But like a fledgling leaving the nest for the first time, economic nexus laws are subject to fits and starts. To decrease chances of their laws being challenged, many states at first followed South Dakota’s lead and provided an exception for sellers with fewer than $100,000 in sales or 200 transactions in the state in the current or previous calendar year. Over time, some of the largest states like California raised their sales threshold to $500,000 and repealed the transaction threshold if they had one. Many other states abolished the transaction threshold, as well, but that didn’t eliminate the complexity for sellers. Economic nexus thresholds still vary from state to state, some including exempt sales and/or sales of services, some not. That means businesses dealing primarily or exclusively in exempt transactions can still establish economic nexus and an obligation to file sales tax returns.
Further complicating sales and use tax compliance is the fact that local governments in a handful of states enforce economic nexus at the local level, requiring remote sellers to register with and remit sales tax to the local tax department.
Businesses that sell through marketplace facilitators face additional complexity thanks to marketplace facilitator laws, which require certain marketplace facilitators to collect and remit the tax due on third-party sales. At first glance, marketplace facilitator laws simplify sales and use tax compliance for marketplaces sellers. Further scrutiny shows it can complicate it. Selling through a marketplace can establish economic nexus for the seller in some states (e.g., California), and even give a seller physical presence nexus in another state due to inventory housed in a marketplace warehouse.
Tax compliance is going digital
In the United States, the sales tax gap primarily stems from remote sellers failing to register (and therefore collect and remit sales tax) as required. In much of the rest of the world, the gap results from registered businesses intentionally or mistakenly misreporting value-added tax (VAT).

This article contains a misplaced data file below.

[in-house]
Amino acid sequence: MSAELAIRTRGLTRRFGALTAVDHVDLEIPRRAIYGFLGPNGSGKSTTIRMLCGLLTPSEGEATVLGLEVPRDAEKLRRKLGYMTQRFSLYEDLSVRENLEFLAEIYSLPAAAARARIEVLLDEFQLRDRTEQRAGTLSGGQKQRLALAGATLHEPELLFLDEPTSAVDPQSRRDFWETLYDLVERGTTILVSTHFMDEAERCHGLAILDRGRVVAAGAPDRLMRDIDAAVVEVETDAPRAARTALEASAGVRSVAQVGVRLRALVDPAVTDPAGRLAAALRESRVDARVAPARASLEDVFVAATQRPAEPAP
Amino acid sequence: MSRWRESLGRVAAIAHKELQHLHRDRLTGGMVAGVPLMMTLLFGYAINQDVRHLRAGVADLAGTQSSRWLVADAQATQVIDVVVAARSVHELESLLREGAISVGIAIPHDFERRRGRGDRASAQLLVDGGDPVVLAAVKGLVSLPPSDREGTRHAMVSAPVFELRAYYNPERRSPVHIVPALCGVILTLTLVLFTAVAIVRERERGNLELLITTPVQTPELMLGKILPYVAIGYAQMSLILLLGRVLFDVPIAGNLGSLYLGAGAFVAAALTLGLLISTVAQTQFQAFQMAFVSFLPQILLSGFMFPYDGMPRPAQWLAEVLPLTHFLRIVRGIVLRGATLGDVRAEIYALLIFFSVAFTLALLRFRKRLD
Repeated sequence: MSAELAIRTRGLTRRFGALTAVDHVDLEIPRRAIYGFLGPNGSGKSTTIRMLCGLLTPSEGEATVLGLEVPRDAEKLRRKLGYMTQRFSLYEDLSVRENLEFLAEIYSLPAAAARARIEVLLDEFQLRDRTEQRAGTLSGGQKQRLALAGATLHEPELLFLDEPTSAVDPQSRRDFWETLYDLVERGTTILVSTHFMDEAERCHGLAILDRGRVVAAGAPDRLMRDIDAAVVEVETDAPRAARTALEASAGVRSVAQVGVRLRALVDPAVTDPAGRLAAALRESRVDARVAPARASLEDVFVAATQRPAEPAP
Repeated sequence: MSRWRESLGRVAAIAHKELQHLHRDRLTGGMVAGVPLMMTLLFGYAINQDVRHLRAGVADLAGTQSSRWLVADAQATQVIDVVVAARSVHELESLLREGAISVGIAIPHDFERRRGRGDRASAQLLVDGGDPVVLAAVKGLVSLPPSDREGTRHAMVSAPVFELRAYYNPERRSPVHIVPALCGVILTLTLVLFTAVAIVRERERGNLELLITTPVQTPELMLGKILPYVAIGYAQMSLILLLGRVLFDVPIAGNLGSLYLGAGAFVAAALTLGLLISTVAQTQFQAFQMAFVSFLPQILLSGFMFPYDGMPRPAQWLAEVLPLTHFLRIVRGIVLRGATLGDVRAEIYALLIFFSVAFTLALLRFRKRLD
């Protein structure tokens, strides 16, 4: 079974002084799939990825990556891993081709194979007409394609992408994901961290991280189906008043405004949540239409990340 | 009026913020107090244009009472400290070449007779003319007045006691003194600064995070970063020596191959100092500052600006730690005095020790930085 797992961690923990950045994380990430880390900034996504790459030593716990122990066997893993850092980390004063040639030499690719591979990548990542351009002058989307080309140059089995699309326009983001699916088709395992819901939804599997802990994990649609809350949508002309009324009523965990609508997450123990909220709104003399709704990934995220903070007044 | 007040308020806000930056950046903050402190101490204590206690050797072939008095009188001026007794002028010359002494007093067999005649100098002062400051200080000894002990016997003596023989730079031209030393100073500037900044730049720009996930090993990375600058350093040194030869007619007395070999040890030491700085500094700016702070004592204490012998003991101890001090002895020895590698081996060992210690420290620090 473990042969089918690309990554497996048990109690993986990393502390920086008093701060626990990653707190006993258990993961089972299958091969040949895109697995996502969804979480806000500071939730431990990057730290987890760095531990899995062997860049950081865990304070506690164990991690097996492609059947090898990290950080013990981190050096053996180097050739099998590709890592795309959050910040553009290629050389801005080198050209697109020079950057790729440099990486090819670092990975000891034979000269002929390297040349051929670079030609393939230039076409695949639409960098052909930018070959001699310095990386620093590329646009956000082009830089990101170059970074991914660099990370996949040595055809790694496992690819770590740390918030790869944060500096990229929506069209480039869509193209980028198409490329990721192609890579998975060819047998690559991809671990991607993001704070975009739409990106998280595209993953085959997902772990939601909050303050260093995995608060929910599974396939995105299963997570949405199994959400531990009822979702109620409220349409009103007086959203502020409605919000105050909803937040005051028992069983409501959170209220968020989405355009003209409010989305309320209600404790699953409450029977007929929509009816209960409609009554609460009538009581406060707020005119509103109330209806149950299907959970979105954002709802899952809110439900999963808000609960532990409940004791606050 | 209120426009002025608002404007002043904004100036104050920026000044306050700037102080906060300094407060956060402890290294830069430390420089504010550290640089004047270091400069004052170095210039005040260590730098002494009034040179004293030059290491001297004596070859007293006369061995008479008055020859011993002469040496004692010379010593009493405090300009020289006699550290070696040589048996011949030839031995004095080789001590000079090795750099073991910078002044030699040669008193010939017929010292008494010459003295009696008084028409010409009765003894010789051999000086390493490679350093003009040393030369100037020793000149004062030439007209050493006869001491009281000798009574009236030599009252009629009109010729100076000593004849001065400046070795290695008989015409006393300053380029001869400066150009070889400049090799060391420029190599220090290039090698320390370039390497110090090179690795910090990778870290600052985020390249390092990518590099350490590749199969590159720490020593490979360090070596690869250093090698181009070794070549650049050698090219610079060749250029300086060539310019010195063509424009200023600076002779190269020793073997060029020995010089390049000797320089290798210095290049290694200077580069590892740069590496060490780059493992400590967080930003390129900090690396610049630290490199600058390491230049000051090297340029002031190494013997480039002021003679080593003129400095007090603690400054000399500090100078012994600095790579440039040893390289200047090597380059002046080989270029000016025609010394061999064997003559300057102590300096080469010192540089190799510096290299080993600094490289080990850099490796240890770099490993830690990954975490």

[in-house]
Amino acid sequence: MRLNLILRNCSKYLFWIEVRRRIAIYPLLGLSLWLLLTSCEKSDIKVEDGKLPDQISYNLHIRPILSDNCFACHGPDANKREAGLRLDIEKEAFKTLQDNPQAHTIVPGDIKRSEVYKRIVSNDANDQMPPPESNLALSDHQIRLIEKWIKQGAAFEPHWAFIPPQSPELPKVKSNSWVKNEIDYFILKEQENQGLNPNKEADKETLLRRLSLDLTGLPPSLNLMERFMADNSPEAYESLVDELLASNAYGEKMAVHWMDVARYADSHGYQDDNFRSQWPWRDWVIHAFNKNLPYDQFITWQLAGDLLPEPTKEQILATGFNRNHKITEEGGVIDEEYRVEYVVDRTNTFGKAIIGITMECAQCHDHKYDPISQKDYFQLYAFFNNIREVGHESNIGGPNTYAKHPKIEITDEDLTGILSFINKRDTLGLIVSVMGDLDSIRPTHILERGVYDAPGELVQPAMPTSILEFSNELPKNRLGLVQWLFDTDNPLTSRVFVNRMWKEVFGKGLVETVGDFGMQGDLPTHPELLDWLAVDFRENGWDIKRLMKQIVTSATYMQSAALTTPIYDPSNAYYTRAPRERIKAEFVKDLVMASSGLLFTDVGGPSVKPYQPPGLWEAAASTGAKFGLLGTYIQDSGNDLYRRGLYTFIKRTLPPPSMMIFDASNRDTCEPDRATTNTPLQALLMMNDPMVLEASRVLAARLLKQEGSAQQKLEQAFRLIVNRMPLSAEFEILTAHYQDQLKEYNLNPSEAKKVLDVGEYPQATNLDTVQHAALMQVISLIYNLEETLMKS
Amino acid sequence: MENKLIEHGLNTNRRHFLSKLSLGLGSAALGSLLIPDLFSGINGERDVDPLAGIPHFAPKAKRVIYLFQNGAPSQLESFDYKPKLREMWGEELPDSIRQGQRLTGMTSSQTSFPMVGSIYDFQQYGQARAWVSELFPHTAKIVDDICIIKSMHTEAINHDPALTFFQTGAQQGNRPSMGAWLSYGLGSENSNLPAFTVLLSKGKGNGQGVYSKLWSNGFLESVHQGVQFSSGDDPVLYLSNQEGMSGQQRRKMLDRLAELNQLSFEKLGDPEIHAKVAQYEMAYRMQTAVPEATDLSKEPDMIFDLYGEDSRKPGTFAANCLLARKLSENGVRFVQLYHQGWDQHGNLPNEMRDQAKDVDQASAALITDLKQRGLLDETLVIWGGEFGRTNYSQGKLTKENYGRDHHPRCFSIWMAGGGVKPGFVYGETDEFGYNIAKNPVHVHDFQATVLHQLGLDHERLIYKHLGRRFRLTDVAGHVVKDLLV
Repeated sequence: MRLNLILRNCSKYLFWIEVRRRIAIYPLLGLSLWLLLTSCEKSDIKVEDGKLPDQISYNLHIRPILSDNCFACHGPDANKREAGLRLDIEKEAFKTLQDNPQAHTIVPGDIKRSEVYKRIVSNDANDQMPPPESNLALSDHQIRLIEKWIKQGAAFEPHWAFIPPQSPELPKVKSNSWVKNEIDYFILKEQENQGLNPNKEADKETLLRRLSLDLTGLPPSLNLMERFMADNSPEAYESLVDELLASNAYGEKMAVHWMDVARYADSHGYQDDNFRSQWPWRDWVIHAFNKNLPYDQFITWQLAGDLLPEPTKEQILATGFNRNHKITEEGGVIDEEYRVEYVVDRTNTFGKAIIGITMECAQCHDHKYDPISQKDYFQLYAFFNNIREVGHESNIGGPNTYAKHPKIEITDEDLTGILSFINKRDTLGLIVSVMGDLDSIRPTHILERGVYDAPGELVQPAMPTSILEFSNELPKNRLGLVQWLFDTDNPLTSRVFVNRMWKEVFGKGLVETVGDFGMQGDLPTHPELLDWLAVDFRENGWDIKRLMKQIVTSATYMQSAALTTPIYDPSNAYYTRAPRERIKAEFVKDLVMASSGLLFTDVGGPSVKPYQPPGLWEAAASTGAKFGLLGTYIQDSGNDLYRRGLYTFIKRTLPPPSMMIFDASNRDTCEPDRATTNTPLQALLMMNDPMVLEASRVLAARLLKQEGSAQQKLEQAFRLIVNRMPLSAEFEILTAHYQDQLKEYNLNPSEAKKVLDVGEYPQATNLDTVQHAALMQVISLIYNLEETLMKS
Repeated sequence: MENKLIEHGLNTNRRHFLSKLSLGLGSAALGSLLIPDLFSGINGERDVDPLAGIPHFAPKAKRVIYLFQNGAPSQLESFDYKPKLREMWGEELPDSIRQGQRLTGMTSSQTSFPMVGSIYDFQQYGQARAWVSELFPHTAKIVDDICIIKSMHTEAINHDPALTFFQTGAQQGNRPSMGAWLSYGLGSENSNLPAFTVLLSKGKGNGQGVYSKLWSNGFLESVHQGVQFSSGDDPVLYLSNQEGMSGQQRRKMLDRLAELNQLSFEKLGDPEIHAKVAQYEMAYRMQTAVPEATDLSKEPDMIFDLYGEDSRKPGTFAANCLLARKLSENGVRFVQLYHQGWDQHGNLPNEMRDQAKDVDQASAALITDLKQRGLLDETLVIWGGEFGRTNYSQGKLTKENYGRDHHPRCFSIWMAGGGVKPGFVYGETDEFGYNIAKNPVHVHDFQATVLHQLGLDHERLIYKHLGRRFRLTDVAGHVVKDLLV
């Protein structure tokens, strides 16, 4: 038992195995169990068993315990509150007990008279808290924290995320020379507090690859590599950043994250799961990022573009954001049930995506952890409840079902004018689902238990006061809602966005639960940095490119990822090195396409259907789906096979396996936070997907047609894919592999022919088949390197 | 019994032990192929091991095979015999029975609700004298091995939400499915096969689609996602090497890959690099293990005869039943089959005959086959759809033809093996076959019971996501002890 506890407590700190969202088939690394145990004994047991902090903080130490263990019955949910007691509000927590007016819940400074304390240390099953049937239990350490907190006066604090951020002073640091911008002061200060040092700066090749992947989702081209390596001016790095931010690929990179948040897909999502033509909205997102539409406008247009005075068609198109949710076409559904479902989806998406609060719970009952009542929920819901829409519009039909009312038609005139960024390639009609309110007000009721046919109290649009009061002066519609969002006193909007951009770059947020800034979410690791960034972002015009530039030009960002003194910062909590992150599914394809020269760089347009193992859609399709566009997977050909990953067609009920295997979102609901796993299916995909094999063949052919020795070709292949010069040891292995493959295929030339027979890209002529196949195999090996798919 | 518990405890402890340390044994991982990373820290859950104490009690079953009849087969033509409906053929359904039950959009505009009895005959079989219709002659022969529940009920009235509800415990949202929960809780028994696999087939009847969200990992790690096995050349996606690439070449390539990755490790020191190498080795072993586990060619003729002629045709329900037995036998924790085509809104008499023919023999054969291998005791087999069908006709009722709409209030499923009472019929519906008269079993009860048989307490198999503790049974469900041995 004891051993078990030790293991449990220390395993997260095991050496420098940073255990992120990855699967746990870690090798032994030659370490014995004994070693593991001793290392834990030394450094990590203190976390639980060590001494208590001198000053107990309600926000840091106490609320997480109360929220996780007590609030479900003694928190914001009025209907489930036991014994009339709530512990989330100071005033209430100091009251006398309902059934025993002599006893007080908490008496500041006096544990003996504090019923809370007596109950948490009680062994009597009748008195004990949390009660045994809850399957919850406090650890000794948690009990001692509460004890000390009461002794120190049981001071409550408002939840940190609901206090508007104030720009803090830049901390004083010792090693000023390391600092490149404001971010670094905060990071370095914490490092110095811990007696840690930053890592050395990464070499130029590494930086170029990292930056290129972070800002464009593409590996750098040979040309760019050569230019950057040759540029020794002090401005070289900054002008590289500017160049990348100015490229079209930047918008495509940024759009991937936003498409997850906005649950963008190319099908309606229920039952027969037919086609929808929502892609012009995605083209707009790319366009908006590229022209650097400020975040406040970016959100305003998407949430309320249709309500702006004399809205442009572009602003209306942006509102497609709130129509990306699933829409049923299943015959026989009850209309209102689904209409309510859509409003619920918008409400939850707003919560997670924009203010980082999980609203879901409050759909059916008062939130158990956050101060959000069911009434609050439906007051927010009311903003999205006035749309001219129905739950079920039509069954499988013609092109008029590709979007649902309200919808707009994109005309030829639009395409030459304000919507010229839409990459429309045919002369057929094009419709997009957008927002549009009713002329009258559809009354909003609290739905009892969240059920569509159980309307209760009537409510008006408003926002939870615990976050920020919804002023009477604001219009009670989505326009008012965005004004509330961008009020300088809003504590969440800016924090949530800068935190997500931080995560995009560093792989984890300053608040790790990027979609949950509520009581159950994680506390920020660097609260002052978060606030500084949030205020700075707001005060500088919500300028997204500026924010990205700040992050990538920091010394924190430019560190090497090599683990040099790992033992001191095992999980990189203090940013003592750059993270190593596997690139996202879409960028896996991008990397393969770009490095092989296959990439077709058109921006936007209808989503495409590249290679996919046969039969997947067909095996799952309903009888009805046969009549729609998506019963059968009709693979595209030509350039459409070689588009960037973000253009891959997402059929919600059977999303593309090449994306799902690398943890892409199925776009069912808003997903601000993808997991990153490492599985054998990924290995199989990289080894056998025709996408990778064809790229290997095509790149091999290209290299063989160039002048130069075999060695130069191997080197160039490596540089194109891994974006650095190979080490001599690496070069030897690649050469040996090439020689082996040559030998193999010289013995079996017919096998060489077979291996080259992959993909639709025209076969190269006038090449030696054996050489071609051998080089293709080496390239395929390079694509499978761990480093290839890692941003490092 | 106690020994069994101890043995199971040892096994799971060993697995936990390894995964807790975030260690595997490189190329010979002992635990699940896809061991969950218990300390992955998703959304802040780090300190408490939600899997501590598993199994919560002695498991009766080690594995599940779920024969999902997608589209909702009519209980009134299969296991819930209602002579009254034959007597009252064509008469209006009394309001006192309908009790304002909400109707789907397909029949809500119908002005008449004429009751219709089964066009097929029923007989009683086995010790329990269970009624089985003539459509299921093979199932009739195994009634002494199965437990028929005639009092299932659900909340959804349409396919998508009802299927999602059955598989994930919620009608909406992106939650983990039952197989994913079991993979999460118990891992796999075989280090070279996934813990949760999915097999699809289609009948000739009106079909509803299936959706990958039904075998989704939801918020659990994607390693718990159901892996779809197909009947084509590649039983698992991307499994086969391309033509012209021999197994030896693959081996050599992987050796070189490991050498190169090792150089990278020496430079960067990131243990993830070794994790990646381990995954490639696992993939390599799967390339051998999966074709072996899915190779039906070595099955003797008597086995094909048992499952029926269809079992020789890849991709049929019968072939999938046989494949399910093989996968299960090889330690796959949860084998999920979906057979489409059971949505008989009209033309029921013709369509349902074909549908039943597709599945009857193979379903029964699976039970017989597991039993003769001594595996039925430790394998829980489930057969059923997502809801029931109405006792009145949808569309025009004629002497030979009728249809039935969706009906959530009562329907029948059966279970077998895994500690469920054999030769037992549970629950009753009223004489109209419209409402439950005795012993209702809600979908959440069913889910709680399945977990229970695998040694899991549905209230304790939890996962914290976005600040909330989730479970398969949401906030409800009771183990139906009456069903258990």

Some U.S. states mine data and use other tools to uncover unregistered businesses. Elsewhere in the world, many countries are imposing electronic invoicing, real-time reporting requirements, and other measures to catch fraudulent activity and mistakes as they happen. Avalara Tax Changes 2022 explores this growing trend.
A world of tax reform
Just about all commerce is global today, as the journey of a pedometer from Bao’an to Stockholm shows. And global ecommerce itself is growing, from approximately $1.672 trillion in 2015 to a staggering estimate of $4.921 trillion in 2021. With more businesses selling internationally, tax officials worldwide are working to ensure cross-border sales are properly taxed.
Most economic regions in the world are exploring or undergoing some degree of indirect tax reform, according to IDC MarketScape. There are new tax registration, collection, and remittance requirements for online sales into the EU and the U.K., as well as ongoing efforts to make tax digital. Companies doing business between Canada, Mexico, and the United States are learning to navigate the new NAFTA: the United States-Mexico-Canada-Agreement (USMCA).
And now there is the new global minimum tax deal, which will likely have far-reaching consequences.
Unique concerns for retail, manufacturing, and software businesses
The forces shaping tax compliance in 2022 are affecting different industries in different ways.
For example, retailers that established buy online, pick up in store options during the pandemic need to ensure their point-of-sale systems apply the proper tax rate to such transactions. Manufacturers need to pay close attention to new and changing tax credits. And software companies must be sure to source and tax the products and services they sell, many of which are in the spotlight because they saved our collective bacon during lengthy stay-at-home orders.
Of course, some tax policies can affect any business, no matter the sector. Economic nexus laws may establish new tax requirements for a business that sells socks, a business that makes socks, and a business that makes and sells software used by each of those two businesses.
These are just some of the issues addressed in Avalara Tax Changes 2022, a weighty report that strives to give you the information you need to stay in compliance as you grow your business in the coming year.
Gail Cole is a writer for Avalara.